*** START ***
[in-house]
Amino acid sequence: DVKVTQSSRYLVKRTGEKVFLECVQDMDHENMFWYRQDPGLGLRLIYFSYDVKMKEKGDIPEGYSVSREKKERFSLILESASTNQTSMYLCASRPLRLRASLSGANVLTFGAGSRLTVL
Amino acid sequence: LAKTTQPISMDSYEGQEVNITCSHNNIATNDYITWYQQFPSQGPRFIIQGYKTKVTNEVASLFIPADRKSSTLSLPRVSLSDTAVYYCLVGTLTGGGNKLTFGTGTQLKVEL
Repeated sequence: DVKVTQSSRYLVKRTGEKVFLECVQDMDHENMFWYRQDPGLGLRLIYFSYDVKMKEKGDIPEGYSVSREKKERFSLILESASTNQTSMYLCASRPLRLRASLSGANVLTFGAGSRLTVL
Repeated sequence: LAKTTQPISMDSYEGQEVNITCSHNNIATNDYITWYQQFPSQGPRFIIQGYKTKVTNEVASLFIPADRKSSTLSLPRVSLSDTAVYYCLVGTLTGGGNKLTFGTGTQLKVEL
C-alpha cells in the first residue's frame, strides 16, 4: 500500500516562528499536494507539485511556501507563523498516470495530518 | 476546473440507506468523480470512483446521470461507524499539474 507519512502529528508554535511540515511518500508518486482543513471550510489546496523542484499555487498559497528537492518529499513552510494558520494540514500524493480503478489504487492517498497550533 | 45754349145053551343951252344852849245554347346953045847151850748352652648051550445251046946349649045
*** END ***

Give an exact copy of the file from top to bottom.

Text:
[in-house]
Amino acid sequence: DVKVTQSSRYLVKRTGEKVFLECVQDMDHENMFWYRQDPGLGLRLIYFSYDVKMKEKGDIPEGYSVSREKKERFSLILESASTNQTSMYLCASRPLRLRASLSGANVLTFGAGSRLTVL
Amino acid sequence: LAKTTQPISMDSYEGQEVNITCSHNNIATNDYITWYQQFPSQGPRFIIQGYKTKVTNEVASLFIPADRKSSTLSLPRVSLSDTAVYYCLVGTLTGGGNKLTFGTGTQLKVEL
Repeated sequence: DVKVTQSSRYLVKRTGEKVFLECVQDMDHENMFWYRQDPGLGLRLIYFSYDVKMKEKGDIPEGYSVSREKKERFSLILESASTNQTSMYLCASRPLRLRASLSGANVLTFGAGSRLTVL
Repeated sequence: LAKTTQPISMDSYEGQEVNITCSHNNIATNDYITWYQQFPSQGPRFIIQGYKTKVTNEVASLFIPADRKSSTLSLPRVSLSDTAVYYCLVGTLTGGGNKLTFGTGTQLKVEL
C-alpha cells in the first residue's frame, strides 16, 4: 500500500516562528499536494507539485511556501507563523498516470495530518 | 476546473440507506468523480470512483446521470461507524499539474 507519512502529528508554535511540515511518500508518486482543513471550510489546496523542484499555487498559497528537492518529499513552510494558520494540514500524493480503478489504487492517498497550533 | 45754349145053551343951252344852849245554347346953045847151850748352652648051550445251046946349649045